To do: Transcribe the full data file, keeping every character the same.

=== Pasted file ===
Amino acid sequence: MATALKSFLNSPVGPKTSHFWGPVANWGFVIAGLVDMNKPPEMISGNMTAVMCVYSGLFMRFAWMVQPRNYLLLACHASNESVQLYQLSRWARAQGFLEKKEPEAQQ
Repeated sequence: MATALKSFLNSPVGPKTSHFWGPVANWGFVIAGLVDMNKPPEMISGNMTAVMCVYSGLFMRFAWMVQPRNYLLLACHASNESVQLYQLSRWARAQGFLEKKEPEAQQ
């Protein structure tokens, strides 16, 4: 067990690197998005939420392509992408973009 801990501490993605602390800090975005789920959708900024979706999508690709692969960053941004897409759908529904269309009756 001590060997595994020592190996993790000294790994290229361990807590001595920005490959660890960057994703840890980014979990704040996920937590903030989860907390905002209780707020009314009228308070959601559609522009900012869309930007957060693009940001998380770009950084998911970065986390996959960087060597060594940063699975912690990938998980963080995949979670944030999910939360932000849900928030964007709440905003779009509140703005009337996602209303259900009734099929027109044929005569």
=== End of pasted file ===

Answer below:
Amino acid sequence: MATALKSFLNSPVGPKTSHFWGPVANWGFVIAGLVDMNKPPEMISGNMTAVMCVYSGLFMRFAWMVQPRNYLLLACHASNESVQLYQLSRWARAQGFLEKKEPEAQQ
Repeated sequence: MATALKSFLNSPVGPKTSHFWGPVANWGFVIAGLVDMNKPPEMISGNMTAVMCVYSGLFMRFAWMVQPRNYLLLACHASNESVQLYQLSRWARAQGFLEKKEPEAQQ
């Protein structure tokens, strides 16, 4: 067990690197998005939420392509992408973009 801990501490993605602390800090975005789920959708900024979706999508690709692969960053941004897409759908529904269309009756 001590060997595994020592190996993790000294790994290229361990807590001595920005490959660890960057994703840890980014979990704040996920937590903030989860907390905002209780707020009314009228308070959601559609522009900012869309930007957060693009940001998380770009950084998911970065986390996959960087060597060594940063699975912690990938998980963080995949979670944030999910939360932000849900928030964007709440905003779009509140703005009337996602209303259900009734099929027109044929005569």